In addition to a professed love for campaign books, I have a real appreciation for history books about the late sixties. If I were ever to go back and get a masters in history, I’d want to study 1968 in depth. Without question, it was a dreadful year in our history and the effects of it are still felt nearly 40+ years later. There are great books out there on this topic already, including Jules Witcover’s “The Year the Dream Died,” Clay Risen’s “A Nation On Fire,” Theodore White’s “Making of the President 1968,” and Norman Mailer’s “Miami and the Siege of Chicago.” All excellent and there are plenty of others, too.

The twin tragedies of 1968 were the assassinations of Martin Luther King and Bobby Kennedy. That history has always been told with a lens on the witnesses—the campaign worker, the rioter, the family member, the newspaper reporter, the public. And almost always, that history has been mostly about the person killed. But what about the assassin? Thanks to Hampton Sides, the author of “Hellhound on His Trail,” we get a lens on the evil human who stalked and murdered Martin Luther King. His name was, as you all know, James Earl Ray.

But Sides doesn’t mention the name James Earl Ray until page 321.  Up until that point, Ray is known by his aliases, especially Eric Galt, and also Ramon Sneyd, and Harvey Lowmeyer. This was a thrilling and haunting read. A book like this could easily have been sold as fiction and would have been a bestselling novel about the hunt for an assassin. But that it was about Martin Luther King’s assassin makes it so much more eerie. I almost didn’t want to enjoy this book, but it was a terrific tale that illuminated a perspective of 1968 that must be explored.

Ray was a racist. He plotted and planned a murder for months. He literally stalked Dr. King across the South, all the while planning his murder. Sides gives us more of the day by day travelogue of Ray, and less of the “what’s in this guy’s head that makes him a murderer,” but the detail is astonishing nonetheless. From a bizarre trip to get a nosejob to strange encounters in brothels, Ray was obviously deranged, yet smarter than the average murderer.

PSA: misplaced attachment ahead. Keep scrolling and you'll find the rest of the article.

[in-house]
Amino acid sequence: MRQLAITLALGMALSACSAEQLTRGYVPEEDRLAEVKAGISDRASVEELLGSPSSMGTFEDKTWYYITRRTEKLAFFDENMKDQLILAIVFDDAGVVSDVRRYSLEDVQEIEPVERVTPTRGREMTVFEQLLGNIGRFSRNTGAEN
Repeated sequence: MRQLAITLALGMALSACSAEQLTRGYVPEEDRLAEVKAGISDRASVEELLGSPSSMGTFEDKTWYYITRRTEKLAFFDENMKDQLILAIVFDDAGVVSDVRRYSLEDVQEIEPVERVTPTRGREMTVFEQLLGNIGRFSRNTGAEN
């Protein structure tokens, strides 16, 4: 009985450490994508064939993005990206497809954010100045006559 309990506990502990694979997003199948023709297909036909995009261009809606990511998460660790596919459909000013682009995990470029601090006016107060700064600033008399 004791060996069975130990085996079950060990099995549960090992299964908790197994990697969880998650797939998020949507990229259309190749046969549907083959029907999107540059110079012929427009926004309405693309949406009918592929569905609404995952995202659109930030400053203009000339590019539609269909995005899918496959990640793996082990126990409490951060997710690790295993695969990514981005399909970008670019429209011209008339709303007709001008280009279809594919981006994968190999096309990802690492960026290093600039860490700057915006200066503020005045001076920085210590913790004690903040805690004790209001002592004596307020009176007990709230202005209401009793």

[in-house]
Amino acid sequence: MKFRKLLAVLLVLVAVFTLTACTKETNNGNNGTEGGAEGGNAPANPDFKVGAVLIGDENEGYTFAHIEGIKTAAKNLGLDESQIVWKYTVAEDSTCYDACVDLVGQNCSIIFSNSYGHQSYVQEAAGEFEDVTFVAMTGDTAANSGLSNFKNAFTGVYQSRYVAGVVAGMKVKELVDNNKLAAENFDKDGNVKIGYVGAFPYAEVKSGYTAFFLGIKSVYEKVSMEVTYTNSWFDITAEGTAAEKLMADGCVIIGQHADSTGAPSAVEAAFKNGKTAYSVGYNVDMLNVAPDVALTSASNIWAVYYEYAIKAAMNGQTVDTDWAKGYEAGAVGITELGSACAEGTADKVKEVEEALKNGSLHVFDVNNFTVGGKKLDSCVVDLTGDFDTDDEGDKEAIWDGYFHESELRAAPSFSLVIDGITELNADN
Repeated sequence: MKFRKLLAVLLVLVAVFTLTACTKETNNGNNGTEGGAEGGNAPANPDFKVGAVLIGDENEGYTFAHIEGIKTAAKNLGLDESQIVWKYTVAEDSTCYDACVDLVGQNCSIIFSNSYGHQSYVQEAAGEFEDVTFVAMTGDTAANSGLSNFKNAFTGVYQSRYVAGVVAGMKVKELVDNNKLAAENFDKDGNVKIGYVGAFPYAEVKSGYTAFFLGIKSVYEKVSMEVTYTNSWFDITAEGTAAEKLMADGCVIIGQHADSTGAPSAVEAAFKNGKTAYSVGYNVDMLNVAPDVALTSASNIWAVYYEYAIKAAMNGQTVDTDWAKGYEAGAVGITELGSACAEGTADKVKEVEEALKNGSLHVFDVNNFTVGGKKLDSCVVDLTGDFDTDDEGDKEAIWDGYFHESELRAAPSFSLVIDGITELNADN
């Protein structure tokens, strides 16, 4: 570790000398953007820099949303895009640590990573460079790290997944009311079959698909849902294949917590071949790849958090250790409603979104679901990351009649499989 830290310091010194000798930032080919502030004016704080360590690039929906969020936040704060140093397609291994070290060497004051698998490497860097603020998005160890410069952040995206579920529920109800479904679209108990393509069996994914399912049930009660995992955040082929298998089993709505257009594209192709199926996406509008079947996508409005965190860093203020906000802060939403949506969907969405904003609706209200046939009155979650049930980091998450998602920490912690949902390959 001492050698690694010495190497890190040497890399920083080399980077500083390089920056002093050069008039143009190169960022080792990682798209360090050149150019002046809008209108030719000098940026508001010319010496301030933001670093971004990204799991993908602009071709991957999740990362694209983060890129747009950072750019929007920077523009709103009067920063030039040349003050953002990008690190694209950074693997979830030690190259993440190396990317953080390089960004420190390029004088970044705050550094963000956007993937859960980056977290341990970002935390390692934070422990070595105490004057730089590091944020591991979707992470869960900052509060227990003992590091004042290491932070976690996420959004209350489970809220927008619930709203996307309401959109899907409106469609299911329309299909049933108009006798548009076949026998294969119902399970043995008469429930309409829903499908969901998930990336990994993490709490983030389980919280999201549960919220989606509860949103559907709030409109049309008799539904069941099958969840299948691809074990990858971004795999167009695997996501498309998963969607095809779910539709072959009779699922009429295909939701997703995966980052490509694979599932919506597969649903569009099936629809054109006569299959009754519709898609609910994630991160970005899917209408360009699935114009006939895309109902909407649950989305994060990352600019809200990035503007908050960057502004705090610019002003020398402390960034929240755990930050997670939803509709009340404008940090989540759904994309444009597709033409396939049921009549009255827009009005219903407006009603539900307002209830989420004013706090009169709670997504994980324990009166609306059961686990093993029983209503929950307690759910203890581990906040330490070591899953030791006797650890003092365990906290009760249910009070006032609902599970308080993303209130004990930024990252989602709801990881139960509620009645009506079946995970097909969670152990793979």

Through the first third of the book, Sides tracks Dr. King and Ray’s movements until they collide in Memphis. The portrait of King is also frightening. One only has to browse King’s last speech and will be haunted by the foreshadowing of his death. Sides adds to this, all of it pointing to the fact that King was at a personal crossroads with the upcoming Poor People’s Campaign in D.C. and tension between “old-guard” black leadership and new, more “militant” perspectives. The collision almost seems preordained.

Then the book splits and tracks the impressive, two-month long manhunt. Despite being led by the King-hating J. Edgar Hoover, the FBI managed to marshal all of its resources (no CSI computers to track fingerprints–all done manually) to stalk the killer. Ray came within moments of escaping, and in a small irony, the murderer is finally arrested in Europe by an officer with the last name “Human.”

All during the hunt for Ray, which is the stuff page-turners are made of, Sides peppers the book with many other of the domestic tragedies of 1968, including the riots, the killing of Bobby Kennedy, and the unraveling of the Poor People’s Campaign. Most of those topics have been written about extensively–but the brilliance of this book is that while so much else was happening, thousands of law enforcement personnel believed that unless they caught King’s killer, the whole world would spin (further) out of control.

As a broader reflection, the more I read about 1968, the more it seems like a fiction. It’s not hard to imagine being completely overwhelmed if you had to live through that. Your government was sending people to die in Vietnam, cities (long places of American glory) were burning, promising leaders of the future were being killed, and everything seemed to be in upheaval. Oh, and then you picked Nixon. Is that the year we spun off course as a country? Would our country have been noticeably different today if that year hadn’t been so awful? Probably. More likely, the wheels and gears were set in motion years before. Yet it sure seems like 1968 did something to our psyche that still leaves us still in need of a national therapy session.

This book begins with Ray’s escape from prison, which put him on the path to murder King. In an unusual historical footnote, it ends with a short epilogue in 1977, when Ray broke out of a maximum security prison and was on the lam for a few days again. The incident was a stark reminder of the undercurrent of evil that seemed to surround James Earl Ray. Something more than just his own cunning helped him plot and execute this murder, and something more than just his luck helped him escape.  Sides leaves the question of whether Ray acted completely alone unanswered. Whether it was human or not, Ray had the cooperation of something sinister and evil to help him along the way.

My thanks to Don and Jennifer Mooney for the recommendation.